The CRA stated that amounts received by a taxpayer under a
crowdfunding arrangement could represent a loan, capital
contribution, gift, income or a combination thereof. The CRA will
evaluate each situation on a case-by-case basis.
The CRA stated that, in its view, where funds are received by a
taxpayer for the development of a new product and the taxpayer
carries on a business or profession, the funds will be taxable
income unless the taxpayer can establish that such funds are a
loan, capital contribution or other form of equity. The CRA noted
that any reasonable costs related to the crowdfunding arrangements
would likely be deductible in computing that income.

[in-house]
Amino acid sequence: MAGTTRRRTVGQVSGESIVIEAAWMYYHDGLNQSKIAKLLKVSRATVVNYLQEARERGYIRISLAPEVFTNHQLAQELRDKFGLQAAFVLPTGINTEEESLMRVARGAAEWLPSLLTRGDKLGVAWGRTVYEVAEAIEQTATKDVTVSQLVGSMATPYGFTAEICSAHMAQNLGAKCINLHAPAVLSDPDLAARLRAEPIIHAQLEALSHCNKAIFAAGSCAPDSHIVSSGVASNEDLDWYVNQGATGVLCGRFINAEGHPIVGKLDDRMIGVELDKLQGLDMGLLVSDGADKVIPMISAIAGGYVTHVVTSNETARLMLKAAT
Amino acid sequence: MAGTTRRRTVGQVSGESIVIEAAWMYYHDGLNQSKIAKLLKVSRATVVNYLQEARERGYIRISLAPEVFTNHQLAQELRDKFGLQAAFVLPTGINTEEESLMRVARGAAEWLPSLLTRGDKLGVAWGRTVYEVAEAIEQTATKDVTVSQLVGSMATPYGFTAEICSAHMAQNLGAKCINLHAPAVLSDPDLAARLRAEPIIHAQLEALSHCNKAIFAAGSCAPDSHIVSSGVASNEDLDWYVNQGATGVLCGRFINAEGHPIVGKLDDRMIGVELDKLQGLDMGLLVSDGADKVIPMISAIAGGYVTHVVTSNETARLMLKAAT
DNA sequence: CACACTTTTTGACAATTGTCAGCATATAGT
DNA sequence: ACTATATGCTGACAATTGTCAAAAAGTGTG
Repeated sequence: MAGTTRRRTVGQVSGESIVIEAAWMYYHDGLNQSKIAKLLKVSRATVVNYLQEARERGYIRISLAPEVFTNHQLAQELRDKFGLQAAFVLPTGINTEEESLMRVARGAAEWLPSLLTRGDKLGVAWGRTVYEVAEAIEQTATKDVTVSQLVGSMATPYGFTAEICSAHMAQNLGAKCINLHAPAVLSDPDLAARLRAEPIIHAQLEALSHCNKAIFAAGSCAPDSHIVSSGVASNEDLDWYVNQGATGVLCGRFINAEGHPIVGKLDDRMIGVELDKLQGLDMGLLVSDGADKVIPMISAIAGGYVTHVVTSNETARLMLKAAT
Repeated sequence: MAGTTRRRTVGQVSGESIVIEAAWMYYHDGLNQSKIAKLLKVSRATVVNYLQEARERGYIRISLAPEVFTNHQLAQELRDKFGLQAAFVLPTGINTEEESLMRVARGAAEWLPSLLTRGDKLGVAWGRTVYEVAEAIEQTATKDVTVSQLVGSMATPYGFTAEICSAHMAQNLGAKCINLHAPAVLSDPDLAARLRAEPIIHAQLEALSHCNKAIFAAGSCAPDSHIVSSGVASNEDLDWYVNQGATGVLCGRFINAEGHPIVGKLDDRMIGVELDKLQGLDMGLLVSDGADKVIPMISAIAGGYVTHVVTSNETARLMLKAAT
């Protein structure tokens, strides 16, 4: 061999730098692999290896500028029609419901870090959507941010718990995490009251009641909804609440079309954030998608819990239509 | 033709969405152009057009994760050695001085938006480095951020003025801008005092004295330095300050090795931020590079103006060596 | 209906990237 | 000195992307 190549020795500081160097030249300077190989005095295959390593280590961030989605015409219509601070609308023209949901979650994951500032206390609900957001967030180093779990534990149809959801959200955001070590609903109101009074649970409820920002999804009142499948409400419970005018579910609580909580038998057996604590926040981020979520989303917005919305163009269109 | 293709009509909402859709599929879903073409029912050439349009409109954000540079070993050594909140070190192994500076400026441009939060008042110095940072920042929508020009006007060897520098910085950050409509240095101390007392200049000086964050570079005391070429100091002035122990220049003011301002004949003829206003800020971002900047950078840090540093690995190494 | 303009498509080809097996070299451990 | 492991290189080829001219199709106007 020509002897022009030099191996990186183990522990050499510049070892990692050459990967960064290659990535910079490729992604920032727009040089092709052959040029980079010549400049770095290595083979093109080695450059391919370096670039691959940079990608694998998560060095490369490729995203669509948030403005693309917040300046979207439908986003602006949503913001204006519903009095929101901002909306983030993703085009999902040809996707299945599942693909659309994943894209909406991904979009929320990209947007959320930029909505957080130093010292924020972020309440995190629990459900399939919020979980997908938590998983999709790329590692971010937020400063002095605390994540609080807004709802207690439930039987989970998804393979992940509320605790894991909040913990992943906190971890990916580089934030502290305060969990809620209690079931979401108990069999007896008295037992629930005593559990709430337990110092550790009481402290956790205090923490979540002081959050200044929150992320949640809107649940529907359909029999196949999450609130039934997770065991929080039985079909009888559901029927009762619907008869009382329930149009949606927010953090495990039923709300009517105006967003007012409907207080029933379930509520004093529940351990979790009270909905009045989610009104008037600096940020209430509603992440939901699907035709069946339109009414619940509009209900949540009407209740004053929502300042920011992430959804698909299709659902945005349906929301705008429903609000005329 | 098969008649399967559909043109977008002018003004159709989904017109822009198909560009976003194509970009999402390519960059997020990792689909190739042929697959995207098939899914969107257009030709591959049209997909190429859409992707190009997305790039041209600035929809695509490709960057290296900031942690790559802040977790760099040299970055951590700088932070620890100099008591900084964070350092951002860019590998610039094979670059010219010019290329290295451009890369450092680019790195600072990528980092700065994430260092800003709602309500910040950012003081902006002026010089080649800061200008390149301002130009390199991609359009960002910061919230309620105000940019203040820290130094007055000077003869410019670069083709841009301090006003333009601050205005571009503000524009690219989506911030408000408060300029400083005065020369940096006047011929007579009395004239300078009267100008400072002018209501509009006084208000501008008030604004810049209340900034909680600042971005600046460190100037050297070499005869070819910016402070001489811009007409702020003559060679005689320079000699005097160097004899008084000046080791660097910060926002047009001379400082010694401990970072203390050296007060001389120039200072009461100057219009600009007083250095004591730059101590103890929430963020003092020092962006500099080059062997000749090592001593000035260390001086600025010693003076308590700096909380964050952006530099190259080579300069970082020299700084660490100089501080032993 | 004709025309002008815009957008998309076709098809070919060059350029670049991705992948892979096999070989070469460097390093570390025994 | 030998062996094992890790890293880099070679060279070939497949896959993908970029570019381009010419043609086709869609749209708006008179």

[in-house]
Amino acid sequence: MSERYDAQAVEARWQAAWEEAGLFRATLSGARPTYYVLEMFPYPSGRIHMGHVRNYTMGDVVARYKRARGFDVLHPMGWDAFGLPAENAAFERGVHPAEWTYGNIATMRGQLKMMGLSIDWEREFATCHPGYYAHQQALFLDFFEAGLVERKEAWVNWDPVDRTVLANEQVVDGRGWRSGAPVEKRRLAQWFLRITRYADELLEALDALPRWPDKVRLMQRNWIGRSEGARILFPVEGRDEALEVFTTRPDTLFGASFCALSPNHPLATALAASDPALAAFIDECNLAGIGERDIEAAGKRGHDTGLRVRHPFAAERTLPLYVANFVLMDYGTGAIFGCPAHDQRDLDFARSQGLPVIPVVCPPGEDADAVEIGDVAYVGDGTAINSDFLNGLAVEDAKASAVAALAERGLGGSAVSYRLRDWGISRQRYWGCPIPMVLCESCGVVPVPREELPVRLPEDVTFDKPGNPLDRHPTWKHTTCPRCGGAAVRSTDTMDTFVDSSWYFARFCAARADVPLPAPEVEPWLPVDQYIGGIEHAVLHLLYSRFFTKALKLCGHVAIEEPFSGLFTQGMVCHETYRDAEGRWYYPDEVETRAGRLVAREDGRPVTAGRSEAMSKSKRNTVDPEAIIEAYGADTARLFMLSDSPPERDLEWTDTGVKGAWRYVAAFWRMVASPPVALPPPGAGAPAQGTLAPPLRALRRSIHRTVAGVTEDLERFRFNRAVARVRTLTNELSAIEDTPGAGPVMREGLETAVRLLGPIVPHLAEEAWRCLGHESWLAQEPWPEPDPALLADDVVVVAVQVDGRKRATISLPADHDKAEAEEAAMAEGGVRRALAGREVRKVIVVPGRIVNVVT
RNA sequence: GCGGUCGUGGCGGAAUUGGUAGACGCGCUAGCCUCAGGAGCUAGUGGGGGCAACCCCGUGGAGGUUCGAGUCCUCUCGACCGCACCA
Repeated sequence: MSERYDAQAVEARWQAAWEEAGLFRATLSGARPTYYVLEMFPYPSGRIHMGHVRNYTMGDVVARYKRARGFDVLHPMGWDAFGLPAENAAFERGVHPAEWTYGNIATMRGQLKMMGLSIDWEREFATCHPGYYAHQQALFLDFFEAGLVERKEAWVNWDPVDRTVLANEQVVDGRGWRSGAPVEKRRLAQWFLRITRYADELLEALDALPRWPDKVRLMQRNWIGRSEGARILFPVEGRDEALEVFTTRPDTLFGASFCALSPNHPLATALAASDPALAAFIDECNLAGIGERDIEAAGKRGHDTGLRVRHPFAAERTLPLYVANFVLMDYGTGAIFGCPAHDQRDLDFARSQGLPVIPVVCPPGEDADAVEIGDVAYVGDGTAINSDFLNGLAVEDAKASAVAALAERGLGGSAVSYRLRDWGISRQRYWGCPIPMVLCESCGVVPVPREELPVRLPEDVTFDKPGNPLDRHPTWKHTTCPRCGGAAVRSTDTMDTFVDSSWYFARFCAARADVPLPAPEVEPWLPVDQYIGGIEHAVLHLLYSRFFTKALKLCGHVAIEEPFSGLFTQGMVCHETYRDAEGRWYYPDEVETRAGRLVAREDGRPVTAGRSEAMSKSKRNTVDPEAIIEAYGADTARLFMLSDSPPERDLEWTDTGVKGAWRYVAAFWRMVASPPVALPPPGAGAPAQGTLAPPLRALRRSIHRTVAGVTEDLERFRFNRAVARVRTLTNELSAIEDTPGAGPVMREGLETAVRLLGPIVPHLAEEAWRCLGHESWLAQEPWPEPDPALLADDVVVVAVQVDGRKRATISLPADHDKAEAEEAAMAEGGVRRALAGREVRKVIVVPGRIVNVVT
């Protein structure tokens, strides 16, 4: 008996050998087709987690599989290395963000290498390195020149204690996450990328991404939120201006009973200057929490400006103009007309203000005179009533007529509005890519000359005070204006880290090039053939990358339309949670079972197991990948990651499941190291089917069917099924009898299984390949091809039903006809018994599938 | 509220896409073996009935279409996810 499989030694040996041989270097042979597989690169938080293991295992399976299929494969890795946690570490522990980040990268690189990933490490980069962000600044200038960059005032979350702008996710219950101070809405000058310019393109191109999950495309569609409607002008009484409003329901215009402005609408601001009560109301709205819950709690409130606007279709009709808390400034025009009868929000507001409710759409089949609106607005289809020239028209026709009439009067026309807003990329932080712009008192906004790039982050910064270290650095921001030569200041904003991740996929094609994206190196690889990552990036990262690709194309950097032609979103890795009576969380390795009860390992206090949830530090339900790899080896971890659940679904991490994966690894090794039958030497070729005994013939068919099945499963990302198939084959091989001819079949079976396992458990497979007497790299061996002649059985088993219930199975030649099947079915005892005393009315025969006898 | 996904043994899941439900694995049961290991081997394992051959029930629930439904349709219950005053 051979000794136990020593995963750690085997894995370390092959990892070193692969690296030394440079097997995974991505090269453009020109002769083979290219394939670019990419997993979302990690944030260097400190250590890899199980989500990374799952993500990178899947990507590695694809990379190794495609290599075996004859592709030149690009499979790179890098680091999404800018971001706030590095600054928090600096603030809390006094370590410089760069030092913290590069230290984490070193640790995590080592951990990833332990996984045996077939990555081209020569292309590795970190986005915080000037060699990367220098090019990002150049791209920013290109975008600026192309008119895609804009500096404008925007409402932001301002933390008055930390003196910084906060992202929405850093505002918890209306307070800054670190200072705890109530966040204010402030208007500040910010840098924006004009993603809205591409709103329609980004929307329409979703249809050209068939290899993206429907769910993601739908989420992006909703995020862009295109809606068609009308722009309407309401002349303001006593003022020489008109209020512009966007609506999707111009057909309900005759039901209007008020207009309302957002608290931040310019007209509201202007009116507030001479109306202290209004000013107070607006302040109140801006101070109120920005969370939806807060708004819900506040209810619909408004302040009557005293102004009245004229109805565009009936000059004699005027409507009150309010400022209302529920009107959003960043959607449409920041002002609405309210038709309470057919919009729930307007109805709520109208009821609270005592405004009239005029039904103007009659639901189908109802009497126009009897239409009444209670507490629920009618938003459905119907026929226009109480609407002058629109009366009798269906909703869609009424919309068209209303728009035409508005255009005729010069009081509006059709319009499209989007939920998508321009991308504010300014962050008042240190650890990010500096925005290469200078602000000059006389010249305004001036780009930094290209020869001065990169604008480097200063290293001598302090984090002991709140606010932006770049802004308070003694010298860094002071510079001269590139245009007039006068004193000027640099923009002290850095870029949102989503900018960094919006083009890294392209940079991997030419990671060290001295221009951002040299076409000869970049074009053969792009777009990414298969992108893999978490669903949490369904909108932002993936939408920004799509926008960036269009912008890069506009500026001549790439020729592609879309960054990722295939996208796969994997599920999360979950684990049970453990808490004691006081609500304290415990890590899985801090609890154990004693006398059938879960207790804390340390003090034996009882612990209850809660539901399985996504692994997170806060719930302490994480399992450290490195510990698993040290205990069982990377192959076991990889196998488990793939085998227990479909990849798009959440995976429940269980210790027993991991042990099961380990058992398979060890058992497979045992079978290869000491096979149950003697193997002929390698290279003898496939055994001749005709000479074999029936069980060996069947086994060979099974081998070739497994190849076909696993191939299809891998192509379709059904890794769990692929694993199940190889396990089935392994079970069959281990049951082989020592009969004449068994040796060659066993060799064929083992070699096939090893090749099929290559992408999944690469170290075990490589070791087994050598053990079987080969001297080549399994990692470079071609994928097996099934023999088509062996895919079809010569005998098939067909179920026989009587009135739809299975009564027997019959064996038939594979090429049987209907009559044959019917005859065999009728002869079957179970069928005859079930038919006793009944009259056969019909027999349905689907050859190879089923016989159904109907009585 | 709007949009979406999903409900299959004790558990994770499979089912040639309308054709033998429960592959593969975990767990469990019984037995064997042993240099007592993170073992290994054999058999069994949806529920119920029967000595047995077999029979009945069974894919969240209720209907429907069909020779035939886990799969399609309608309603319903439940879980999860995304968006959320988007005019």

The CRA noted that, in Canada, crowdfunding activities typically
do not involve the issuance of securities, but that some securities
regulators may be considering changes to existing regulatory rules.
The CRA will evaluate the income tax consequences if such
regulatory changes take place.
Assume a business uses
crowdfunding as a method of raising funds for the development of a
new product and the contributors do not receive any form of equity.
The amounts received by the business would be included in its
income pursuant to subsection 9(1).
Taxpayers who seek and obtain crowdfunding (for business and
non-business purposes) should be aware of the potential tax
implications, particularly in light of fact-specific results and
the CRA's evolving views on the subject.
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